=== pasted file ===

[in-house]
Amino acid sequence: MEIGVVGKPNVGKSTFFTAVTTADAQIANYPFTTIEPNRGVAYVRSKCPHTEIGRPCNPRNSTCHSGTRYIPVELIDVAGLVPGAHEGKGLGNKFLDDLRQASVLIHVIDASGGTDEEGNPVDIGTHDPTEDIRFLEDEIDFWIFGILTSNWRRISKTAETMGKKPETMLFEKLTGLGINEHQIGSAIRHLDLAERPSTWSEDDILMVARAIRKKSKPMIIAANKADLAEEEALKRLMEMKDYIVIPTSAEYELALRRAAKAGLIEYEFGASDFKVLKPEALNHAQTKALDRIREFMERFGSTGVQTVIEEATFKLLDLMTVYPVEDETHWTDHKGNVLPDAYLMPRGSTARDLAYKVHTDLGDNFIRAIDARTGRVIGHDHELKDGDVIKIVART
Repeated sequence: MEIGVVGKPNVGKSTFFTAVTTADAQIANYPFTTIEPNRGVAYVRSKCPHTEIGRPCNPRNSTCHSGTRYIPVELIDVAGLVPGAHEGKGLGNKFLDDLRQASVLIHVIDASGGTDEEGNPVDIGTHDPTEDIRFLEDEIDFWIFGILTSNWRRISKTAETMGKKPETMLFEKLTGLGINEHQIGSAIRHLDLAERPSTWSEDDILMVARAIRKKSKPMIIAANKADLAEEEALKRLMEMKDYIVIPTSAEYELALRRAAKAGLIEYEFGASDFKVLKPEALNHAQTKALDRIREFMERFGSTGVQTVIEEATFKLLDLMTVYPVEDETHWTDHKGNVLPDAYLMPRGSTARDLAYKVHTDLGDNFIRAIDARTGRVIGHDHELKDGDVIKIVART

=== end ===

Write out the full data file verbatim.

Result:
[in-house]
Amino acid sequence: MEIGVVGKPNVGKSTFFTAVTTADAQIANYPFTTIEPNRGVAYVRSKCPHTEIGRPCNPRNSTCHSGTRYIPVELIDVAGLVPGAHEGKGLGNKFLDDLRQASVLIHVIDASGGTDEEGNPVDIGTHDPTEDIRFLEDEIDFWIFGILTSNWRRISKTAETMGKKPETMLFEKLTGLGINEHQIGSAIRHLDLAERPSTWSEDDILMVARAIRKKSKPMIIAANKADLAEEEALKRLMEMKDYIVIPTSAEYELALRRAAKAGLIEYEFGASDFKVLKPEALNHAQTKALDRIREFMERFGSTGVQTVIEEATFKLLDLMTVYPVEDETHWTDHKGNVLPDAYLMPRGSTARDLAYKVHTDLGDNFIRAIDARTGRVIGHDHELKDGDVIKIVART
Repeated sequence: MEIGVVGKPNVGKSTFFTAVTTADAQIANYPFTTIEPNRGVAYVRSKCPHTEIGRPCNPRNSTCHSGTRYIPVELIDVAGLVPGAHEGKGLGNKFLDDLRQASVLIHVIDASGGTDEEGNPVDIGTHDPTEDIRFLEDEIDFWIFGILTSNWRRISKTAETMGKKPETMLFEKLTGLGINEHQIGSAIRHLDLAERPSTWSEDDILMVARAIRKKSKPMIIAANKADLAEEEALKRLMEMKDYIVIPTSAEYELALRRAAKAGLIEYEFGASDFKVLKPEALNHAQTKALDRIREFMERFGSTGVQTVIEEATFKLLDLMTVYPVEDETHWTDHKGNVLPDAYLMPRGSTARDLAYKVHTDLGDNFIRAIDARTGRVIGHDHELKDGDVIKIVART